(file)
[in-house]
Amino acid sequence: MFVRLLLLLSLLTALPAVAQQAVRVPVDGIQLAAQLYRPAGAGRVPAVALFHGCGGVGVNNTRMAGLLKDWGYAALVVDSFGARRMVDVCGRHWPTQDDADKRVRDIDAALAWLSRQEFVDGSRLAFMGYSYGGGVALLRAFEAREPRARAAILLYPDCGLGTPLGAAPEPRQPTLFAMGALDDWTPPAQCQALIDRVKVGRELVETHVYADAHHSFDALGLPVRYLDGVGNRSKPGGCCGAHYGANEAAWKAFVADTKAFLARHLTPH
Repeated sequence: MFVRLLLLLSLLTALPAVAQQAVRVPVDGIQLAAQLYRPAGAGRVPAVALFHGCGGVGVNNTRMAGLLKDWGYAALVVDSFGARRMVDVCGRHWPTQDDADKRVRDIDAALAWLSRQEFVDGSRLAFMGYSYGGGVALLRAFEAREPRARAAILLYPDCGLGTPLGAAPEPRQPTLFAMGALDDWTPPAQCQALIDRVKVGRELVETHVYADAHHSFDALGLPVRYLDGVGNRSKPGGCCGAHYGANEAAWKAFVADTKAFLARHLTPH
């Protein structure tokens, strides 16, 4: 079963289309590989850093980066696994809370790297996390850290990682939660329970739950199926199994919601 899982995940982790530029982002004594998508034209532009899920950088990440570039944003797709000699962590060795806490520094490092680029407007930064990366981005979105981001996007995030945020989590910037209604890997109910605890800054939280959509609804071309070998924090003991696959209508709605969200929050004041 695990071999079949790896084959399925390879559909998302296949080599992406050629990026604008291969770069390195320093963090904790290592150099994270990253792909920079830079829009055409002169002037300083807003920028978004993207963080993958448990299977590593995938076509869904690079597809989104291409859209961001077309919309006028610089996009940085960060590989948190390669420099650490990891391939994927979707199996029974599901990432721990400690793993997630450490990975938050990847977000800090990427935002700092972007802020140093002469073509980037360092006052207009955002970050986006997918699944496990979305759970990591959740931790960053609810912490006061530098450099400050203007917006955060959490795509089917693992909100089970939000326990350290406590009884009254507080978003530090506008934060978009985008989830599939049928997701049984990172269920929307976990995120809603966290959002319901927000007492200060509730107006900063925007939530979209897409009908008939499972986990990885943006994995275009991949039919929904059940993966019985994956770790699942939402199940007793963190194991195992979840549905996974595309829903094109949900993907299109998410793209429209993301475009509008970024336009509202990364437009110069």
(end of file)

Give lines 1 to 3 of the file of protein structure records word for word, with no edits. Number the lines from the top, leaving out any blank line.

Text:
[in-house]
Amino acid sequence: MFVRLLLLLSLLTALPAVAQQAVRVPVDGIQLAAQLYRPAGAGRVPAVALFHGCGGVGVNNTRMAGLLKDWGYAALVVDSFGARRMVDVCGRHWPTQDDADKRVRDIDAALAWLSRQEFVDGSRLAFMGYSYGGGVALLRAFEAREPRARAAILLYPDCGLGTPLGAAPEPRQPTLFAMGALDDWTPPAQCQALIDRVKVGRELVETHVYADAHHSFDALGLPVRYLDGVGNRSKPGGCCGAHYGANEAAWKAFVADTKAFLARHLTPH
Repeated sequence: MFVRLLLLLSLLTALPAVAQQAVRVPVDGIQLAAQLYRPAGAGRVPAVALFHGCGGVGVNNTRMAGLLKDWGYAALVVDSFGARRMVDVCGRHWPTQDDADKRVRDIDAALAWLSRQEFVDGSRLAFMGYSYGGGVALLRAFEAREPRARAAILLYPDCGLGTPLGAAPEPRQPTLFAMGALDDWTPPAQCQALIDRVKVGRELVETHVYADAHHSFDALGLPVRYLDGVGNRSKPGGCCGAHYGANEAAWKAFVADTKAFLARHLTPH